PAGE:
My Retrofit Home Network Install was a No Brainer
6/15/2010 5:20 AM
The Wi-Fi network in my home provides relatively thorough coverage throughout our 5,000 square feet, but lately I’ve been streaming Yankees baseball games in HD to my laptop, and sometimes the picture locks up due to bandwidth limitations. Thanks to Plaster Networks’ PLN3 powerline Ethernet adapters, however, I was easily able to extend my home network over existing AC wiring and maintain a more interference-free video stream.
|Plaster Networks' two PLN3 adapters |
Founded by Silicon Valley networking pioneer Paul Baran (who is known as inventor of packet switching), Plaster Networks had been in product development for more than three years, before recently introducing its new line. The small Menlo Park, California, company wanted to create a product that was easy to install, complemented under-performing wireless networks, and offered advanced diagnostics tools. From my experience, the company succeeded in its goals.
Unlike other powerline adapters, Plaster Networks adapters include a dedicated network processor for network management, configuration, diagnostics, and troubleshooting. This enables management and configuration locally through a free, built-in Administration Console, or remotely through Plaster Networks Service. In both cases, customers can access this functionality via a standard browser. The company also has added the ability to view real-time throughput between any two adapters on the powerline network and to pinpoint sources of noise and interference. My Review
When I opened the small box containing the two PLN3 adapters, an IX2 Isolator (more on that later), and a short blue Ethernet cable, I also expected to find a “reviewer’s guide.” I don’t review a lot of products personally, but when I do, there is usually a booklet that makes sure that untrained dorks like me don’t screw up the install. This time, however, all I found was Plaster Networks’ small fold-out Quick Start Guide, written very simply with consumers in mind.
Following Plaster Networks’ four-step instructions, my installation couldn’t have been easier. I had been told in a prior phone call with Plaster Networks that it would be wise to install an IX2 Isolator near my network router, to avoid interference from my computer power supply, network router power supply, cell phone charger, etc., so I plugged that in first. (HomePlug networks sometimes experience performance limitations because of interference from devices connected to electrical wiring.)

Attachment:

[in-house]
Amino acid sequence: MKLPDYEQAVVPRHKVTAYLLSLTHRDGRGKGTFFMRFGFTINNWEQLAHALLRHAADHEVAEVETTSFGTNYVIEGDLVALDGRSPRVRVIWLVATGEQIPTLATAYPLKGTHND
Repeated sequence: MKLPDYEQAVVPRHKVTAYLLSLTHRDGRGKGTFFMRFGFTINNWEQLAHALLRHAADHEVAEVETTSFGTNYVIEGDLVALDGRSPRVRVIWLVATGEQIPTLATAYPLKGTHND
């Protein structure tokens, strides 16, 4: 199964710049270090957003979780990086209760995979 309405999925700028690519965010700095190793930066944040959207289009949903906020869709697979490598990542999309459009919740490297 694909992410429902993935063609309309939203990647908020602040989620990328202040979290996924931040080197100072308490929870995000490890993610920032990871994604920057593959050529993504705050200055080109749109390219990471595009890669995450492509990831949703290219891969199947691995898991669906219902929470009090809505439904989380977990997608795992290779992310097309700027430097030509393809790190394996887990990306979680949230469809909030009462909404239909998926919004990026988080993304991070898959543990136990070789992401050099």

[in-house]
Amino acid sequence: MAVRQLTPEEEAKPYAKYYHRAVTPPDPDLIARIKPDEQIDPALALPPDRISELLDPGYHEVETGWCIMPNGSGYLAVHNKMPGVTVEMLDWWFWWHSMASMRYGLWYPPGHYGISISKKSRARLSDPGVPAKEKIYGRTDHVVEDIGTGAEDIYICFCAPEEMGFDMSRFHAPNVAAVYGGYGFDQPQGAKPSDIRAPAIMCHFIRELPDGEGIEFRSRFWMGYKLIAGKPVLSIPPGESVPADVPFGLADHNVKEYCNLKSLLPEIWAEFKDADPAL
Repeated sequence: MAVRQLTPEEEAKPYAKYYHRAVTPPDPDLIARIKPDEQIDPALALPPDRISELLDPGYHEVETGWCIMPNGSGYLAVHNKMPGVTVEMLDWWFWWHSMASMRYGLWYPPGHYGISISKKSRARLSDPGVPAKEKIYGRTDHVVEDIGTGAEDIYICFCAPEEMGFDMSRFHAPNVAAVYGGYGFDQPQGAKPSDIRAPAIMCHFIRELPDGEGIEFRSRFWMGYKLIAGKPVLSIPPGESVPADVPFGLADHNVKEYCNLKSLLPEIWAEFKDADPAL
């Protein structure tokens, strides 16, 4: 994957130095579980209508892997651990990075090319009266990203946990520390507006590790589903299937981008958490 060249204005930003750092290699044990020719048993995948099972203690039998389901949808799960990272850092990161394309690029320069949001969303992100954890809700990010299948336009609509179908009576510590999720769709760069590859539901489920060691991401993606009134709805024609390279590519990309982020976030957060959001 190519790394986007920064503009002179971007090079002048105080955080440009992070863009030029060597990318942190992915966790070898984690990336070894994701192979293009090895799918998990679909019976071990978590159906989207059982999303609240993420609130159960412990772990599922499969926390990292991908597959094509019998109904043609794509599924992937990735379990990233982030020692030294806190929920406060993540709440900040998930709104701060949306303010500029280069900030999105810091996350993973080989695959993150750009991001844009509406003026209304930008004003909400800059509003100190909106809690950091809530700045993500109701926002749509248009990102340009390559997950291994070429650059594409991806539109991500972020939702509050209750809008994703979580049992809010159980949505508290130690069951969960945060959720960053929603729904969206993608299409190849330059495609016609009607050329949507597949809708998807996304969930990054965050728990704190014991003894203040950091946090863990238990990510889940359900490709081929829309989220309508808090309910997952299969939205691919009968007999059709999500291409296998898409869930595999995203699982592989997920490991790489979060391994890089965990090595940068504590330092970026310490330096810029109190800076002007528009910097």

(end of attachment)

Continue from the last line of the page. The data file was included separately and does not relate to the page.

|Plaster Networks' IX2 Isolator |
Next, I plugged my existing power strips that connect most of my home office equipment into the two-outlet IX2, and then plugged that into the outlet next to where my first PLN3 adapter needed go. From the Ethernet jack on the PLN3, I then ran the supplied Ethernet cable to my router. To complete the powerline network, I plugged in the second PLN3 to an outlet at a far corner of my home and then connected another short Ethernet cable from it to my laptop. Instantly, I was up and running. It was that easy.
I later registered my network with Plaster Networks Service, which enables me to view its status and performance and to receive updates from the manufacturer. As a matter of fact, the software on each PLN3 adapter has already been upgraded after only a couple of weeks of use. This upgrade apparently occurred in the middle of the night (when network activity is at a minimum) and took a matter of seconds. The adapters ship with “auto-update” enabled by default. Users can disable the upgrade process through the adapter’s administration console.
Plaster’s upgrade capabilities also allow the company to update the HomePlug AV firmware on the adapters. The HomePlug chip manufacturer, Atheros, periodically releases firmware updates for HomePlug processors (Plaster is using the INT6400 processor), and the automated process enables them to preserve the customer’s investment.Free Training for Custom Integrators
If you would like to learn more about the latest developments with powerline networking technologies and how residential systems experts and installers can take advantage of these updates, register for Plaster Networks next webinar, which is scheduled for Wednesday, June 23, from Noon-1pm EST.
The free session will address powerline networking basics, as well as the latest tools available to diagnose powerline network performance for optimum throughput and reliability to help create higher-value to clients.
To register, visit http://www.plasternetworks.com/webinar/